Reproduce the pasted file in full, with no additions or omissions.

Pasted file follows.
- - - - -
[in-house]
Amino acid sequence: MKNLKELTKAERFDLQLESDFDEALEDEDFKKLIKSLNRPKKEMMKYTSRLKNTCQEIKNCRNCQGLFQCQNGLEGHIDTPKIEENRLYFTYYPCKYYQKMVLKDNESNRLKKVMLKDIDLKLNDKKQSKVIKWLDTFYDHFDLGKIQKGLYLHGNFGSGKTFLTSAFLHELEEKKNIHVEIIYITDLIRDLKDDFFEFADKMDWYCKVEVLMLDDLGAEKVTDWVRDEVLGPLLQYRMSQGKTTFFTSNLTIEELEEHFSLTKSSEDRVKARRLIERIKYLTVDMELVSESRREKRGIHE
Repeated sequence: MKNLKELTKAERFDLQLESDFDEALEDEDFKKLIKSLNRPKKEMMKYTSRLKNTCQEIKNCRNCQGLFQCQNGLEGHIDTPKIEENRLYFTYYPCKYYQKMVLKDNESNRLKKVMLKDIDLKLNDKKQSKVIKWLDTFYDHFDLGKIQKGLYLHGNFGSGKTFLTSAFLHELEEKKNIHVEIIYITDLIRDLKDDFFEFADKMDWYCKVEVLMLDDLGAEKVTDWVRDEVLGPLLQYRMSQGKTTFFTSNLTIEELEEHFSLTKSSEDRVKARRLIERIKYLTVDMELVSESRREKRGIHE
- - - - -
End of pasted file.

[in-house]
Amino acid sequence: MKNLKELTKAERFDLQLESDFDEALEDEDFKKLIKSLNRPKKEMMKYTSRLKNTCQEIKNCRNCQGLFQCQNGLEGHIDTPKIEENRLYFTYYPCKYYQKMVLKDNESNRLKKVMLKDIDLKLNDKKQSKVIKWLDTFYDHFDLGKIQKGLYLHGNFGSGKTFLTSAFLHELEEKKNIHVEIIYITDLIRDLKDDFFEFADKMDWYCKVEVLMLDDLGAEKVTDWVRDEVLGPLLQYRMSQGKTTFFTSNLTIEELEEHFSLTKSSEDRVKARRLIERIKYLTVDMELVSESRREKRGIHE
Repeated sequence: MKNLKELTKAERFDLQLESDFDEALEDEDFKKLIKSLNRPKKEMMKYTSRLKNTCQEIKNCRNCQGLFQCQNGLEGHIDTPKIEENRLYFTYYPCKYYQKMVLKDNESNRLKKVMLKDIDLKLNDKKQSKVIKWLDTFYDHFDLGKIQKGLYLHGNFGSGKTFLTSAFLHELEEKKNIHVEIIYITDLIRDLKDDFFEFADKMDWYCKVEVLMLDDLGAEKVTDWVRDEVLGPLLQYRMSQGKTTFFTSNLTIEELEEHFSLTKSSEDRVKARRLIERIKYLTVDMELVSESRREKRGIHE